The father, a symbol of the contented peasant, tries to persuade his ambitious son to remain on the farm by assuring him that he can win more honor at home than at court. "Follow my advice", he says, "and you will have profit and honor, for he never succeeds who strives against his order." If the son goes to court, he will win only disgrace and ridicule from the true courtiers. If he plows his fields, he can be buried with great honors like his father, who has paid his tithes every year and lived with loyalty and reliability and without hate. Honor and profit come to him who follows good teaching; and harm and disgrace to him who ignores his father's advice.1
When the son claims that he is noble because his godfather was noble, the father answers that he prefers a man who does right and remains constant. Such a man, even if of low birth (von swacher art), pleases the world better than a king's descendant who has never achieved virtue or honor (tugent noch êre). If a virtuous man of low condition (ein frumer man von swacher art) and a nobly born man who has never shown any breeding or honor (zuht noch êre) came into a country where nobody knew who they were, people would prefer the poor man's child to the noble wellborn man who has chosen dishonor (schande) rather than honor (ere). Therefore, if his son wishes to be noble, he should act nobly; for "good behavior is surely a crown above all nobility".2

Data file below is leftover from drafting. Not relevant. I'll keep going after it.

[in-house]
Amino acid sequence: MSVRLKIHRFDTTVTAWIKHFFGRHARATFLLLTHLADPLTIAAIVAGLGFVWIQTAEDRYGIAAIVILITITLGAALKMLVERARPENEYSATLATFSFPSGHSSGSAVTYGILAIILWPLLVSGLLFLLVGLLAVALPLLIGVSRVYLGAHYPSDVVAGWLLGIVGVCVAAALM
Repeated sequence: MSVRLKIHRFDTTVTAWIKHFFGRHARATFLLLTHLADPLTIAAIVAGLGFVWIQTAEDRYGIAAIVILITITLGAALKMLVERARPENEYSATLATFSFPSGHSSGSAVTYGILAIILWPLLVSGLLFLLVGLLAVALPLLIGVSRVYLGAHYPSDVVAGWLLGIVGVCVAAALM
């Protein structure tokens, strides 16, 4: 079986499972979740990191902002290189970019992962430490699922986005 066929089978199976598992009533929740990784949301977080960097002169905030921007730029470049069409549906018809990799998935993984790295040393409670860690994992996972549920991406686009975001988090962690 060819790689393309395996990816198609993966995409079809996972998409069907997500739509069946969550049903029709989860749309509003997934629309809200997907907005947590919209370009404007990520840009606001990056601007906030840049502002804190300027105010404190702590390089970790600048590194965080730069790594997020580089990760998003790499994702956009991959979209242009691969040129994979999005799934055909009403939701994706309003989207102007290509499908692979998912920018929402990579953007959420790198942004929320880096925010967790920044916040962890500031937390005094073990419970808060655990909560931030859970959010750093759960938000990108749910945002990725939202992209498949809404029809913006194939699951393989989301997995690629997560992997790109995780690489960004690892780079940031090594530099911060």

Although the father praises the peasantry, he never questions the sanctity of the social order. One might even say that the chief theme of the story is. found in the words, "He never succeeds who strives against his order." During this period the Church agreed with the nobility in believing social boundaries divinely ordained and not to be transgressed. Even though a peasant had to remain a peasant, he was none the less entitled to honor within his group. As Freidank put it, "A peasant has enough honor if he is foremost in his village."3
Whereas the courtly poets scorned all productive work, as the ancient Teutons had done before them, the didactic poets praised it as the monastics had done. Father Helmbrecht followed this tradition in praising the virtue of farming.4
1 "nû volge miner lêre, des hastu frum und êre; wan selten im gelinget, der wider sînen orden ringet" (Helmbrecht, vv. 287-290): "dîn laster dû gemêrest, sun, des swer ich dir bî got; der rehten hoveliute spot wirdestû, vil liebez kint" (vv. 294-297); "swer volget guoter lêre, der gewinnet frum und êre: swelch kint sînes vater rât ze allen zîten übergat, daz stât ze jüngest an der schame und an dem schaden rehte alsame" (vv. 331-336).